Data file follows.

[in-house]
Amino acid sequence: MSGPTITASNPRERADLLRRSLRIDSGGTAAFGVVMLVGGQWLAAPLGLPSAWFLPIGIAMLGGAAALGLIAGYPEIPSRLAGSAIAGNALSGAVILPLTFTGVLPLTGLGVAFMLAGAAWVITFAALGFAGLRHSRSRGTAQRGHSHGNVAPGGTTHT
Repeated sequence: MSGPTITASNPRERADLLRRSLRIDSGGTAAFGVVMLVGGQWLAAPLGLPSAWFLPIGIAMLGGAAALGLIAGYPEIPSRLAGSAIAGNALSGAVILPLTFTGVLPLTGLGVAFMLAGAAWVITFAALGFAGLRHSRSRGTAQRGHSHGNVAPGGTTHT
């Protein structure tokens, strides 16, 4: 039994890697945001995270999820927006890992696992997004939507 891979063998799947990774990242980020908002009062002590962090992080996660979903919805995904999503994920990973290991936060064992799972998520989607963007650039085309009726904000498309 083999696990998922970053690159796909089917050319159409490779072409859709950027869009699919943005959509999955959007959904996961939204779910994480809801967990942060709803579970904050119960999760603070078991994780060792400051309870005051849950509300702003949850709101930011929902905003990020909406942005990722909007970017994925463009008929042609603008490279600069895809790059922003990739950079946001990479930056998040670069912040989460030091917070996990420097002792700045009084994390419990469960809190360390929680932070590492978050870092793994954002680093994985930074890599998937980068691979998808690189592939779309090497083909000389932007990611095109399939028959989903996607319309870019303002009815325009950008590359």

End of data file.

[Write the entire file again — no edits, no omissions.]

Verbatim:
[in-house]
Amino acid sequence: MSGPTITASNPRERADLLRRSLRIDSGGTAAFGVVMLVGGQWLAAPLGLPSAWFLPIGIAMLGGAAALGLIAGYPEIPSRLAGSAIAGNALSGAVILPLTFTGVLPLTGLGVAFMLAGAAWVITFAALGFAGLRHSRSRGTAQRGHSHGNVAPGGTTHT
Repeated sequence: MSGPTITASNPRERADLLRRSLRIDSGGTAAFGVVMLVGGQWLAAPLGLPSAWFLPIGIAMLGGAAALGLIAGYPEIPSRLAGSAIAGNALSGAVILPLTFTGVLPLTGLGVAFMLAGAAWVITFAALGFAGLRHSRSRGTAQRGHSHGNVAPGGTTHT
């Protein structure tokens, strides 16, 4: 039994890697945001995270999820927006890992696992997004939507 891979063998799947990774990242980020908002009062002590962090992080996660979903919805995904999503994920990973290991936060064992799972998520989607963007650039085309009726904000498309 083999696990998922970053690159796909089917050319159409490779072409859709950027869009699919943005959509999955959007959904996961939204779910994480809801967990942060709803579970904050119960999760603070078991994780060792400051309870005051849950509300702003949850709101930011929902905003990020909406942005990722909007970017994925463009008929042609603008490279600069895809790059922003990739950079946001990479930056998040670069912040989460030091917070996990420097002792700045009084994390419990469960809190360390929680932070590492978050870092793994954002680093994985930074890599998937980068691979998808690189592939779309090497083909000389932007990611095109399939028959989903996607319309870019303002009815325009950008590359």